THE Ministry of Health and Medical Services (MHMS) says that the HIV reports which published weeks ago in the local media has been misunderstood and misinterpreted.
MHMS in a statement responded to published reports and reader comments about the rate of HIV and Sexual Transmitted Infections (STI) in Solomon Islands.
The recent Surveillance of HIV and Syphilis infections among ANC attendees report highlighted a number of important health issues for the country.
Firstly, the report reconfirmed that HIV prevalence is low but that testing for HIV needs to continually increase.
Dr Tenneth Dalipada, Permanent Secretary for Health, commented that “combating HIV is an important issue and we must all remain vigilant to reduce the spread of this infection.”
The other major finding of the report was that STI prevalence (particularly syphilis) has remained high. Whilst the report did not survey men, only women at antenatal clinics, it is in line with international standards. STI rates in women attending ANC are an indication for the entire population and the rate of syphilis infection is likely similar in men and women in the Solomon Islands. Given recent articles published in the print media, there appears to be some confusion around the sexual practices of women in the country. The WHO country representative, Dr Audrey Aumua stated that “the purpose of the Surveillance on HIV and STI Report was not to compare sexual practices between men and women. No men were included in the findings and the report does not suggest that women are more sexually active than men.
This excellent work done by the HIV and STI division is aimed at better understanding Antenatal Care for women in the Solomon Islands and the prevalence of STI’s in the entire population.” The MHMS recognises the need to broaden services for HIV and STI testing for both men and women and will continue to raise awareness about HIV and STIs. As part of this awareness, the MHMS would like to remind readers that HIV and STIs are Everybody’s Business. Anyone can catch an STI and anyone can pass it on, so we ask that people are careful in their sexual relationship choices and if unsure of their STI or HIV status, get tested. Testing is confidential.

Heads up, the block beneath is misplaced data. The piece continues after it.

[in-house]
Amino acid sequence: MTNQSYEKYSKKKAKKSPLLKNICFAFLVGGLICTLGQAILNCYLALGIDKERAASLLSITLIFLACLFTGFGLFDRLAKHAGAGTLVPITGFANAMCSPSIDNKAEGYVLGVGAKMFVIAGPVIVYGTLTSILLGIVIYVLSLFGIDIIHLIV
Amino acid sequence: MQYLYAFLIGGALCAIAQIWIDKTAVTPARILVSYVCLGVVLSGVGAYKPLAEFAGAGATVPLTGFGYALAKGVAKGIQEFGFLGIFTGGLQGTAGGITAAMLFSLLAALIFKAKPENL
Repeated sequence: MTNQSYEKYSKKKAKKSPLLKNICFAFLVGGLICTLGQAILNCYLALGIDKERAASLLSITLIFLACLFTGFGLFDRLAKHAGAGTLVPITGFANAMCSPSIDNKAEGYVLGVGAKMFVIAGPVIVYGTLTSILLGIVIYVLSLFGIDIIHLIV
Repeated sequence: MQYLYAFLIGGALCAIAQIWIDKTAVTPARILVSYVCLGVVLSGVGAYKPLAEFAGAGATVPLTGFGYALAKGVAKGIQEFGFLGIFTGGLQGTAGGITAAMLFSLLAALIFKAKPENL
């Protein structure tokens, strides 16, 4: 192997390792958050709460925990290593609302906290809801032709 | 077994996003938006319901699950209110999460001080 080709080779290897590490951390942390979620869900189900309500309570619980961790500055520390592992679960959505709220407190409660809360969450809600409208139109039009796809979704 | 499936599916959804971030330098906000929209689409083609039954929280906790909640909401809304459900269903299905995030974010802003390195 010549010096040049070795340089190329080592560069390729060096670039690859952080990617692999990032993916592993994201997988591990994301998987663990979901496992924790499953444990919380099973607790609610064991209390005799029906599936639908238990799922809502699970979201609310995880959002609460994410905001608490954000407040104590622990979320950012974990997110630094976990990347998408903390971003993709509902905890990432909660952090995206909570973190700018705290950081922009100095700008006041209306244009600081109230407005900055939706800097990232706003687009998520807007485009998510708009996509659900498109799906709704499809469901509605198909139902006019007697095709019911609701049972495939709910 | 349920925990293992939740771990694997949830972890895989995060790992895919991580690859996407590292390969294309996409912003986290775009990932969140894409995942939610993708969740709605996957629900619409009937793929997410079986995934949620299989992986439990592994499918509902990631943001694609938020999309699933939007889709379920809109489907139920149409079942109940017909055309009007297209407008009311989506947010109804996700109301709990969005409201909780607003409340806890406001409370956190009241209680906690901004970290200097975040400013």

Furthermore, whilst there is no cure for HIV, there is treatment, which means people with HIV can control the infection and reduce the risk of spreading the disease.
Lastly, the report confirms what earlier studies suggest, that men and women need to be more responsible about sex. Having just one partner at one time and making appropriate choices in their sexual activity can prevent the spread of STI and HIV.
National HIV and STI Division laek fo tok save long iumi, sapos iu laek fo save abaotim HIV or STI steitas blong iu, den iu mas go long klinik or helt senta kolsap fo chekem blad blong iu an faendem aot seleva.
For more information contact the National HIV/STI program, phone 28210 or the Health promotion Office on 25205 for any interview arrangements.